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Sci Tech Daily on 11/2/2022
Future suicide prevention efforts could be improved by artificial intelligence.
The loss of any life is devastating, but the loss of life due to suicide is exceptionally saddening.
Suicide is the primary cause of mortality for Australians aged 15 to 44, taking the lives of almost nine people daily. According to some estimates, suicide attempts happen up to 30 times more often than fatalities.
“Suicide has large effects when it happens. It impacts many people and has far-reaching consequences for family, friends, and communities,” says Karen Kusuma, a University of New South Wales Ph.D. candidate in psychiatry at the Black Dog Institute, who investigates suicide prevention in adolescents.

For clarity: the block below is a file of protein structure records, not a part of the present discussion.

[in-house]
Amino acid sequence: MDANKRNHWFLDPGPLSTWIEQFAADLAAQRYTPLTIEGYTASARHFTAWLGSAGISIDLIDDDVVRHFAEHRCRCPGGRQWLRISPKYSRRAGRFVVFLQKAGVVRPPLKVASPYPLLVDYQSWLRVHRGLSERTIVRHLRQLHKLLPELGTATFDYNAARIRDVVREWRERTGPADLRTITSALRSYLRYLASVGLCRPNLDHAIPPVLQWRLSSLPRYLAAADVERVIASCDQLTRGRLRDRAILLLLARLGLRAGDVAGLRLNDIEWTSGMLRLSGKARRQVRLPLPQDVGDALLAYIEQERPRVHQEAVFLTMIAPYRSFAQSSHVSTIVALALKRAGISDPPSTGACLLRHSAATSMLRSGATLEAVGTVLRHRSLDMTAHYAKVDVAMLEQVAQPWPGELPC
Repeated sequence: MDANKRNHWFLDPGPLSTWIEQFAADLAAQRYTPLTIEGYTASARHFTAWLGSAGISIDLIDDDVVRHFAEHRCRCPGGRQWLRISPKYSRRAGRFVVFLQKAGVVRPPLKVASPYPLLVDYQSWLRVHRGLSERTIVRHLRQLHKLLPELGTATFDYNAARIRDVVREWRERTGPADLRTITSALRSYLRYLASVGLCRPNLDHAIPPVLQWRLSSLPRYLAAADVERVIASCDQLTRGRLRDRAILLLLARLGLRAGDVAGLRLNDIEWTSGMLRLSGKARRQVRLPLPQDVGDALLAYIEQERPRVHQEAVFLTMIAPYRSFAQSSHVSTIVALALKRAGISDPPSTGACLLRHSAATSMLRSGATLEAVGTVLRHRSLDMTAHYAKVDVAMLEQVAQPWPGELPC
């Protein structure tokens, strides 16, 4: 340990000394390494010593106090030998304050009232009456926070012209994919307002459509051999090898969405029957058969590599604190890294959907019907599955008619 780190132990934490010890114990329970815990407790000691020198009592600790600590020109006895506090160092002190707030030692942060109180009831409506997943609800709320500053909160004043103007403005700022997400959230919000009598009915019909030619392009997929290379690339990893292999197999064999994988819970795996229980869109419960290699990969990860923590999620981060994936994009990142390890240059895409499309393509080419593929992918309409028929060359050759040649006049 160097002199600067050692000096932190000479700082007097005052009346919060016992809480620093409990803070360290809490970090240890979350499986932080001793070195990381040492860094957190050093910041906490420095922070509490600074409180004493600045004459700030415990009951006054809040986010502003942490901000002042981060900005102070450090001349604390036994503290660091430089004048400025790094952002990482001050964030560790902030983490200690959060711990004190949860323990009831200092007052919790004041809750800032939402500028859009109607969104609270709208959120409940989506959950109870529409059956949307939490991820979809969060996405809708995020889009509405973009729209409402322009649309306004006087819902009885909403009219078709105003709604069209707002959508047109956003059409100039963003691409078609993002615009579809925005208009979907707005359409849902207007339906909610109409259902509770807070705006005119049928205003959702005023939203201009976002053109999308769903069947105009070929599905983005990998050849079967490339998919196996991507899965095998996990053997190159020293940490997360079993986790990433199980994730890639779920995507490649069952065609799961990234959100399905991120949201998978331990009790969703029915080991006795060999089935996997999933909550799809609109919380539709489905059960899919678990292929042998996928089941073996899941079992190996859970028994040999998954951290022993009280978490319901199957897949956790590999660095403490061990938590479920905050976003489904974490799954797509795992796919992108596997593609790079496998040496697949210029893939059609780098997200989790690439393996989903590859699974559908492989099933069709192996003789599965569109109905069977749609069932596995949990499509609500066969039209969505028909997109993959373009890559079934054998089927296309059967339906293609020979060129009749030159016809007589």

Recent research conducted by Ms. Kusuma and a group of scientists from the Black Dog Institute and the Centre for Big Data Research in Health investigated the evidence supporting machine learning models’ ability to predict potential suicidal behaviors and thoughts. They evaluated the efficacy of 54 machine learning algorithms that were previously created by researchers to predict suicide-related outcomes of ideation, attempt, and death.
The meta-analysis, published in the Journal of Psychiatric Research, found that machine learning models outperformed conventional risk prediction models in predicting suicide-related outcomes, which had traditionally performed poorly.